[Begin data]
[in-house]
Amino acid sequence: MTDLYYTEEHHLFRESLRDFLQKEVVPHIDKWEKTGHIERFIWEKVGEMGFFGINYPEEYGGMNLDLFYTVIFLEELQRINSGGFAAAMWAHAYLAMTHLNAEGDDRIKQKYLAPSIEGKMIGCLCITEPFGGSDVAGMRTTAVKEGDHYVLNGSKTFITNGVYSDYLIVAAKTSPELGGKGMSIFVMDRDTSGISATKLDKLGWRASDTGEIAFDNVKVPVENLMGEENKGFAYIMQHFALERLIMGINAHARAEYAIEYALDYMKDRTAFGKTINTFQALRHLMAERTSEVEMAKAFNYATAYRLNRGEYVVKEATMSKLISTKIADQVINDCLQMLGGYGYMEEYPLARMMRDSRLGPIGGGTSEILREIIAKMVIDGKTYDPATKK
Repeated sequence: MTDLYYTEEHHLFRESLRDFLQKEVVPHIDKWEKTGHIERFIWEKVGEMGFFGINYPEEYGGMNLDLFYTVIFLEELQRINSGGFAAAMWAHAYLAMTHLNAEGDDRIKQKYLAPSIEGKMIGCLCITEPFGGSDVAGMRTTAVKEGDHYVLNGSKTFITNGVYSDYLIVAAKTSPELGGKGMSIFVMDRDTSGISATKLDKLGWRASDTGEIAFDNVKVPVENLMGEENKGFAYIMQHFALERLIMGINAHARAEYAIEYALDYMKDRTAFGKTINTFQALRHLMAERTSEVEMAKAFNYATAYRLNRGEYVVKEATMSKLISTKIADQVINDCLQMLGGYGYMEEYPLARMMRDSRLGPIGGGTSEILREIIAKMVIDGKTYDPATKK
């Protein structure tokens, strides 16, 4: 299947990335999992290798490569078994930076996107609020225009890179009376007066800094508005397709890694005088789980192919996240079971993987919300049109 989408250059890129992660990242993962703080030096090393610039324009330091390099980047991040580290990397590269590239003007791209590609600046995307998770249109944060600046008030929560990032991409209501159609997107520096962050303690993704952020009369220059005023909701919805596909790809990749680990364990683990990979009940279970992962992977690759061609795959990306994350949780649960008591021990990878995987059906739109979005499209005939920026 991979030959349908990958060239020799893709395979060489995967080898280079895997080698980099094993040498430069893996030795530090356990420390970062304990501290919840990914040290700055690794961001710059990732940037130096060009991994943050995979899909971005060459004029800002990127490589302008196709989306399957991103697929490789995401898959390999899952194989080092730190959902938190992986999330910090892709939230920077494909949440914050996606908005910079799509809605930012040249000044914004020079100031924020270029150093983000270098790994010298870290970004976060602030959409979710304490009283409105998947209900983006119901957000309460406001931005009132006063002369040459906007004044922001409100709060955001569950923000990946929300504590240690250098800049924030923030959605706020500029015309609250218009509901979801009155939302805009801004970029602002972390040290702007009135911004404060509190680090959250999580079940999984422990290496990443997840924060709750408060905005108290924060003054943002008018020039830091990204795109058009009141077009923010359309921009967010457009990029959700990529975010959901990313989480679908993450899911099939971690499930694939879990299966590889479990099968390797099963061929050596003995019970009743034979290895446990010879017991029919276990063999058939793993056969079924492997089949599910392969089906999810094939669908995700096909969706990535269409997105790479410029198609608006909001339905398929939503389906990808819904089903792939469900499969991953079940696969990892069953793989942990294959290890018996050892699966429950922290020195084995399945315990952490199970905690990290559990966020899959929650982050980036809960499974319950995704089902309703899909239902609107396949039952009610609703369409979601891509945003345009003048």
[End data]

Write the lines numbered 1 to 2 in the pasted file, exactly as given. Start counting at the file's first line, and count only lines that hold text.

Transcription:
[in-house]
Amino acid sequence: MTDLYYTEEHHLFRESLRDFLQKEVVPHIDKWEKTGHIERFIWEKVGEMGFFGINYPEEYGGMNLDLFYTVIFLEELQRINSGGFAAAMWAHAYLAMTHLNAEGDDRIKQKYLAPSIEGKMIGCLCITEPFGGSDVAGMRTTAVKEGDHYVLNGSKTFITNGVYSDYLIVAAKTSPELGGKGMSIFVMDRDTSGISATKLDKLGWRASDTGEIAFDNVKVPVENLMGEENKGFAYIMQHFALERLIMGINAHARAEYAIEYALDYMKDRTAFGKTINTFQALRHLMAERTSEVEMAKAFNYATAYRLNRGEYVVKEATMSKLISTKIADQVINDCLQMLGGYGYMEEYPLARMMRDSRLGPIGGGTSEILREIIAKMVIDGKTYDPATKK